system and get the outcome of a selective effect [of decreased
sensitivity to pain]."
Cravatt's hope is that controlling the action of FAAH while
the body is sensing pain and releasing anandamide would increase
the longevity of anandamide throughout in those pathways that
are being stimulated.
"I envision that if someone could make a specific inhibitor
to FAAH," he says, "in principal, you could get pain relief
without any of the side effects."
To Regulate the Regulators
The work on FAAH came out of Cravatt's graduate research,
in which he was identifying another neurologically active
fatty acid amide called oleamide. Oleamide appears in the
cerebrospinal fluid of tired animals, and the last part of
Cravatt's thesis characterizes how it works.
"I was working on identifying proteins associated with the
fatty acid amide oleamide," says Cravatt, "I wanted to find
enzymes associated with oleamide and get their associated
genes and manipulate the system that way. That's how we got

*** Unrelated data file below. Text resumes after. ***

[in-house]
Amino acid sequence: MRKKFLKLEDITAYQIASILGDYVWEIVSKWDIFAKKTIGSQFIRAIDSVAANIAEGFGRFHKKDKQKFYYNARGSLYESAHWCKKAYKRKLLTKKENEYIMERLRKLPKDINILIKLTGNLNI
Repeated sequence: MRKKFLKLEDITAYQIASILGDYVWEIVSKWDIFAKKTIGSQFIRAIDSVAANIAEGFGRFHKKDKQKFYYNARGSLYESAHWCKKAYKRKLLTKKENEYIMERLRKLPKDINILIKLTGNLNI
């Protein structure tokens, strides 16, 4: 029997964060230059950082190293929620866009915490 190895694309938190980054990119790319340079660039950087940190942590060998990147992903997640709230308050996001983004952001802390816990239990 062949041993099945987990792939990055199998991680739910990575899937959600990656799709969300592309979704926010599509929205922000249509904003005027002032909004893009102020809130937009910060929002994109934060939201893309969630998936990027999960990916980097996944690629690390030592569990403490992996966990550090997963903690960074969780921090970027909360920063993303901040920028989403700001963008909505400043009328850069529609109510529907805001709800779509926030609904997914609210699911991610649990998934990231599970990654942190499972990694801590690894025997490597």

"FAAH is a member of a large family of enzymes," says Matthew
Patricelli, a former student of Cravatt's who did much of
the research on the enzyme while completing his thesis. "But
FAAH has a new type of mechanism."
FAAH belongs to a large group of serine hydrolases, a class
of enzymes containing active site serine residues that catalyze
the hydrolysis of specific substrate molecules. These enzymes
arose very early in evolution and are ubiquitous in naturefound
even in the earliest single-celled organisms. Almost all mammalian
trypsin serine hydrolases cleave their substrates through
a reaction involving a Ser HisAsp active site
catalytic triad, but FAAH uses a LysSer catalytic dyad.
There is no histidine in the active site.
The fact that this mechanism is unique is a boon to possible
therapies because the active site of FAAH is also unlike other
serine hydrolases. One could block FAAH without worrying about
repercussions to other enzymes.